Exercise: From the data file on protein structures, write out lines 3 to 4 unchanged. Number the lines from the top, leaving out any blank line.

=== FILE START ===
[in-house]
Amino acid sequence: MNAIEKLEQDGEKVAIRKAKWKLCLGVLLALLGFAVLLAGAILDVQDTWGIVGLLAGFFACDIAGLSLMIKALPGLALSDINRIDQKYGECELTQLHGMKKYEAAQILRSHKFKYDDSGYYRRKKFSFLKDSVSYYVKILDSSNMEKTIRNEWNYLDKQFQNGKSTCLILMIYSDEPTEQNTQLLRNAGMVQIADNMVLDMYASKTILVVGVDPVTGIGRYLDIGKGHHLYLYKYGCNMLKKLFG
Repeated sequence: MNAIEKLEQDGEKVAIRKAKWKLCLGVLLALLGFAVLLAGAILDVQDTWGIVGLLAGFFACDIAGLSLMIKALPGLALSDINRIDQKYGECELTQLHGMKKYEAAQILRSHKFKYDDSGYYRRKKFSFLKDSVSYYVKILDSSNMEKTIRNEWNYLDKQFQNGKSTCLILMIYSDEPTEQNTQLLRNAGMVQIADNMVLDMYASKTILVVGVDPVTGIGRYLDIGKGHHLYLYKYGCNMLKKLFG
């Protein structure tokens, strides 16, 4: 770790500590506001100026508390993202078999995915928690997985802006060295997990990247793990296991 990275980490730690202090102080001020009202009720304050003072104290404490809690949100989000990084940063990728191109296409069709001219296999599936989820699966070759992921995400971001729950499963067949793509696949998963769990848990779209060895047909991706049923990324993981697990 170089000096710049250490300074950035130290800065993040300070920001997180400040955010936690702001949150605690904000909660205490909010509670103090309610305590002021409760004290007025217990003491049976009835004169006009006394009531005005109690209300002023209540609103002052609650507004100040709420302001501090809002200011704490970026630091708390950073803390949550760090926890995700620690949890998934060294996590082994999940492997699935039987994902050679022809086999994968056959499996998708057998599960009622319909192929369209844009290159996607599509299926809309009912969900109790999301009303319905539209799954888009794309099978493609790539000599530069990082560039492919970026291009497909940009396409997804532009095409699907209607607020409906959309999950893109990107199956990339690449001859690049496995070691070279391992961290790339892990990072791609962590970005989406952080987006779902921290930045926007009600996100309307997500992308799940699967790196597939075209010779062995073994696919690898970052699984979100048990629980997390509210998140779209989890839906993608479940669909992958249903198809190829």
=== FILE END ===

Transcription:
Repeated sequence: MNAIEKLEQDGEKVAIRKAKWKLCLGVLLALLGFAVLLAGAILDVQDTWGIVGLLAGFFACDIAGLSLMIKALPGLALSDINRIDQKYGECELTQLHGMKKYEAAQILRSHKFKYDDSGYYRRKKFSFLKDSVSYYVKILDSSNMEKTIRNEWNYLDKQFQNGKSTCLILMIYSDEPTEQNTQLLRNAGMVQIADNMVLDMYASKTILVVGVDPVTGIGRYLDIGKGHHLYLYKYGCNMLKKLFG
């Protein structure tokens, strides 16, 4: 770790500590506001100026508390993202078999995915928690997985802006060295997990990247793990296991 990275980490730690202090102080001020009202009720304050003072104290404490809690949100989000990084940063990728191109296409069709001219296999599936989820699966070759992921995400971001729950499963067949793509696949998963769990848990779209060895047909991706049923990324993981697990 170089000096710049250490300074950035130290800065993040300070920001997180400040955010936690702001949150605690904000909660205490909010509670103090309610305590002021409760004290007025217990003491049976009835004169006009006394009531005005109690209300002023209540609103002052609650507004100040709420302001501090809002200011704490970026630091708390950073803390949550760090926890995700620690949890998934060294996590082994999940492997699935039987994902050679022809086999994968056959499996998708057998599960009622319909192929369209844009290159996607599509299926809309009912969900109790999301009303319905539209799954888009794309099978493609790539000599530069990082560039492919970026291009497909940009396409997804532009095409699907209607607020409906959309999950893109990107199956990339690449001859690049496995070691070279391992961290790339892990990072791609962590970005989406952080987006779902921290930045926007009600996100309307997500992308799940699967790196597939075209010779062995073994696919690898970052699984979100048990629980997390509210998140779209989890839906993608479940669909992958249903198809190829």